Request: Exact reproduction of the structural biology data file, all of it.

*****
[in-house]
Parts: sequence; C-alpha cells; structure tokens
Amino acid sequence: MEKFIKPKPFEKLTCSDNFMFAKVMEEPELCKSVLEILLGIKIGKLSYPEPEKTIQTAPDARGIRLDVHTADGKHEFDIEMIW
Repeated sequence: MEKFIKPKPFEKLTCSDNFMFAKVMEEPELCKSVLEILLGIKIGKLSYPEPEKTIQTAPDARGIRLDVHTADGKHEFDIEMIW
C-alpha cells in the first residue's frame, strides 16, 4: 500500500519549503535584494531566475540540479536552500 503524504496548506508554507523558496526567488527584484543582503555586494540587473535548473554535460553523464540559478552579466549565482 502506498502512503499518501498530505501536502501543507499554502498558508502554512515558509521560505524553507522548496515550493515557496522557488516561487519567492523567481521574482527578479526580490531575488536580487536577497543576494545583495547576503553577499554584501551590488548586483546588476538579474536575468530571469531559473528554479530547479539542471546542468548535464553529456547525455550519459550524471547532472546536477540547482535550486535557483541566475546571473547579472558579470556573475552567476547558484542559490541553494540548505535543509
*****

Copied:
[in-house]
Parts: sequence; C-alpha cells; structure tokens
Amino acid sequence: MEKFIKPKPFEKLTCSDNFMFAKVMEEPELCKSVLEILLGIKIGKLSYPEPEKTIQTAPDARGIRLDVHTADGKHEFDIEMIW
Repeated sequence: MEKFIKPKPFEKLTCSDNFMFAKVMEEPELCKSVLEILLGIKIGKLSYPEPEKTIQTAPDARGIRLDVHTADGKHEFDIEMIW
C-alpha cells in the first residue's frame, strides 16, 4: 500500500519549503535584494531566475540540479536552500 503524504496548506508554507523558496526567488527584484543582503555586494540587473535548473554535460553523464540559478552579466549565482 502506498502512503499518501498530505501536502501543507499554502498558508502554512515558509521560505524553507522548496515550493515557496522557488516561487519567492523567481521574482527578479526580490531575488536580487536577497543576494545583495547576503553577499554584501551590488548586483546588476538579474536575468530571469531559473528554479530547479539542471546542468548535464553529456547525455550519459550524471547532472546536477540547482535550486535557483541566475546571473547579472558579470556573475552567476547558484542559490541553494540548505535543509